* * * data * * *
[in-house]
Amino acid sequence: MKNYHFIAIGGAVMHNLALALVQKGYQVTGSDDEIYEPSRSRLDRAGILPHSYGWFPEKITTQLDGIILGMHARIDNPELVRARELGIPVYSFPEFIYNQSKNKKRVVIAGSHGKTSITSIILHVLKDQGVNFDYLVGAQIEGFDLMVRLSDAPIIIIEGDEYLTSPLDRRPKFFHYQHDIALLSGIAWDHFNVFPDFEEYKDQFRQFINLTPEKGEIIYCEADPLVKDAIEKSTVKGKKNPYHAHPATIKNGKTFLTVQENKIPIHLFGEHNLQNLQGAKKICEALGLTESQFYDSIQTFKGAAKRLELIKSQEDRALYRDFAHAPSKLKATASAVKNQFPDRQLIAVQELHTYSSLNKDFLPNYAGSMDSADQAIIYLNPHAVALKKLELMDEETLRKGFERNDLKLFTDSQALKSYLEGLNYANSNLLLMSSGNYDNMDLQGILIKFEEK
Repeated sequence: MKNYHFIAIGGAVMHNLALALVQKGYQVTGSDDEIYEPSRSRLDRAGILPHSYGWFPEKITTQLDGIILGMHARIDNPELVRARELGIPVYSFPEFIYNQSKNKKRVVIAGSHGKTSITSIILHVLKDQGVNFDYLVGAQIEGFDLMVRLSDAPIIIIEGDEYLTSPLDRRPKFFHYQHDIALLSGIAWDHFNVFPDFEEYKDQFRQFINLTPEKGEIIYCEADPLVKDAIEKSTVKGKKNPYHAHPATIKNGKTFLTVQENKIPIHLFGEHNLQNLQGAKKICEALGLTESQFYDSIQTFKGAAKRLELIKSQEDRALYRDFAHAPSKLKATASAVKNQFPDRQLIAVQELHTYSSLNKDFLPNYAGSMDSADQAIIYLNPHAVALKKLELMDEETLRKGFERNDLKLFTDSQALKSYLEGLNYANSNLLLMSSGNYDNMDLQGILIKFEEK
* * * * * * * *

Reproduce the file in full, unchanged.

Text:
[in-house]
Amino acid sequence: MKNYHFIAIGGAVMHNLALALVQKGYQVTGSDDEIYEPSRSRLDRAGILPHSYGWFPEKITTQLDGIILGMHARIDNPELVRARELGIPVYSFPEFIYNQSKNKKRVVIAGSHGKTSITSIILHVLKDQGVNFDYLVGAQIEGFDLMVRLSDAPIIIIEGDEYLTSPLDRRPKFFHYQHDIALLSGIAWDHFNVFPDFEEYKDQFRQFINLTPEKGEIIYCEADPLVKDAIEKSTVKGKKNPYHAHPATIKNGKTFLTVQENKIPIHLFGEHNLQNLQGAKKICEALGLTESQFYDSIQTFKGAAKRLELIKSQEDRALYRDFAHAPSKLKATASAVKNQFPDRQLIAVQELHTYSSLNKDFLPNYAGSMDSADQAIIYLNPHAVALKKLELMDEETLRKGFERNDLKLFTDSQALKSYLEGLNYANSNLLLMSSGNYDNMDLQGILIKFEEK
Repeated sequence: MKNYHFIAIGGAVMHNLALALVQKGYQVTGSDDEIYEPSRSRLDRAGILPHSYGWFPEKITTQLDGIILGMHARIDNPELVRARELGIPVYSFPEFIYNQSKNKKRVVIAGSHGKTSITSIILHVLKDQGVNFDYLVGAQIEGFDLMVRLSDAPIIIIEGDEYLTSPLDRRPKFFHYQHDIALLSGIAWDHFNVFPDFEEYKDQFRQFINLTPEKGEIIYCEADPLVKDAIEKSTVKGKKNPYHAHPATIKNGKTFLTVQENKIPIHLFGEHNLQNLQGAKKICEALGLTESQFYDSIQTFKGAAKRLELIKSQEDRALYRDFAHAPSKLKATASAVKNQFPDRQLIAVQELHTYSSLNKDFLPNYAGSMDSADQAIIYLNPHAVALKKLELMDEETLRKGFERNDLKLFTDSQALKSYLEGLNYANSNLLLMSSGNYDNMDLQGILIKFEEK